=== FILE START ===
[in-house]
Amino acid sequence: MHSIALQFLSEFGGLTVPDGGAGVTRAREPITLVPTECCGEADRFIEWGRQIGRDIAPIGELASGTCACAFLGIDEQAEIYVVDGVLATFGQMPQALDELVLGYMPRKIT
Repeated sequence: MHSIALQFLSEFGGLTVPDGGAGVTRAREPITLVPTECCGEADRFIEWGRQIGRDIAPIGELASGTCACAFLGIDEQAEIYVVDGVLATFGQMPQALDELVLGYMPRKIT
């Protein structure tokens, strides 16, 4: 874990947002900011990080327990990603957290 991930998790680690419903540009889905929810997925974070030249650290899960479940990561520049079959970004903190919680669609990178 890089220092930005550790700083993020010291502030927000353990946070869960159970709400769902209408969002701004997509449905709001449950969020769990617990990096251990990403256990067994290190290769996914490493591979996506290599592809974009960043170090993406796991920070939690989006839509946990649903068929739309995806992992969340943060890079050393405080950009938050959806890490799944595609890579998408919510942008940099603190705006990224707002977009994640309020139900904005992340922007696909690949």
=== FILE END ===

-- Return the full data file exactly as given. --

[in-house]
Amino acid sequence: MHSIALQFLSEFGGLTVPDGGAGVTRAREPITLVPTECCGEADRFIEWGRQIGRDIAPIGELASGTCACAFLGIDEQAEIYVVDGVLATFGQMPQALDELVLGYMPRKIT
Repeated sequence: MHSIALQFLSEFGGLTVPDGGAGVTRAREPITLVPTECCGEADRFIEWGRQIGRDIAPIGELASGTCACAFLGIDEQAEIYVVDGVLATFGQMPQALDELVLGYMPRKIT
């Protein structure tokens, strides 16, 4: 874990947002900011990080327990990603957290 991930998790680690419903540009889905929810997925974070030249650290899960479940990561520049079959970004903190919680669609990178 890089220092930005550790700083993020010291502030927000353990946070869960159970709400769902209408969002701004997509449905709001449950969020769990617990990096251990990403256990067994290190290769996914490493591979996506290599592809974009960043170090993406796991920070939690989006839509946990649903068929739309995806992992969340943060890079050393405080950009938050959806890490799944595609890579998408919510942008940099603190705006990224707002977009994640309020139900904005992340922007696909690949």